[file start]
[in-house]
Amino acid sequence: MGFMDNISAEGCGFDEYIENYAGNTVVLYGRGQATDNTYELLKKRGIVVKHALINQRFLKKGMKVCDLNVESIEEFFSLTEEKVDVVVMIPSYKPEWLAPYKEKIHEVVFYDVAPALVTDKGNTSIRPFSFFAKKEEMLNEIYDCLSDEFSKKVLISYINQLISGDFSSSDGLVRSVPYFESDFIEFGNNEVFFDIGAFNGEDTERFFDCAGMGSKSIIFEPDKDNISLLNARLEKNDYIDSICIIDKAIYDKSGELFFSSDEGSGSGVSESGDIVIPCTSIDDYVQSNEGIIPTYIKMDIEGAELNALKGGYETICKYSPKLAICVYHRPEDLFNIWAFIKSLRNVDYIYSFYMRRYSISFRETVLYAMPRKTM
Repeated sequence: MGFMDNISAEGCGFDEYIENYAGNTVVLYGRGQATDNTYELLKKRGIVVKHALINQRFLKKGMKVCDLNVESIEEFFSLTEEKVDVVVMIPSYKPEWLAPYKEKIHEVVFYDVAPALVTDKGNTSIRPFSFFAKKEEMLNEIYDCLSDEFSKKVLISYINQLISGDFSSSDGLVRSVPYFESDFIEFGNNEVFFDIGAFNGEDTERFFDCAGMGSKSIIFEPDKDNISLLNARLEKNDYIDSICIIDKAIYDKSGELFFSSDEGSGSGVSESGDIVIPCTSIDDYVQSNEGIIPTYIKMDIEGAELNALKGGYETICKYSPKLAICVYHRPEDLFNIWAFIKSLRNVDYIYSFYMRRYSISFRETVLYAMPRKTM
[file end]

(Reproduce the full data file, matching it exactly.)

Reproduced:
[in-house]
Amino acid sequence: MGFMDNISAEGCGFDEYIENYAGNTVVLYGRGQATDNTYELLKKRGIVVKHALINQRFLKKGMKVCDLNVESIEEFFSLTEEKVDVVVMIPSYKPEWLAPYKEKIHEVVFYDVAPALVTDKGNTSIRPFSFFAKKEEMLNEIYDCLSDEFSKKVLISYINQLISGDFSSSDGLVRSVPYFESDFIEFGNNEVFFDIGAFNGEDTERFFDCAGMGSKSIIFEPDKDNISLLNARLEKNDYIDSICIIDKAIYDKSGELFFSSDEGSGSGVSESGDIVIPCTSIDDYVQSNEGIIPTYIKMDIEGAELNALKGGYETICKYSPKLAICVYHRPEDLFNIWAFIKSLRNVDYIYSFYMRRYSISFRETVLYAMPRKTM
Repeated sequence: MGFMDNISAEGCGFDEYIENYAGNTVVLYGRGQATDNTYELLKKRGIVVKHALINQRFLKKGMKVCDLNVESIEEFFSLTEEKVDVVVMIPSYKPEWLAPYKEKIHEVVFYDVAPALVTDKGNTSIRPFSFFAKKEEMLNEIYDCLSDEFSKKVLISYINQLISGDFSSSDGLVRSVPYFESDFIEFGNNEVFFDIGAFNGEDTERFFDCAGMGSKSIIFEPDKDNISLLNARLEKNDYIDSICIIDKAIYDKSGELFFSSDEGSGSGVSESGDIVIPCTSIDDYVQSNEGIIPTYIKMDIEGAELNALKGGYETICKYSPKLAICVYHRPEDLFNIWAFIKSLRNVDYIYSFYMRRYSISFRETVLYAMPRKTM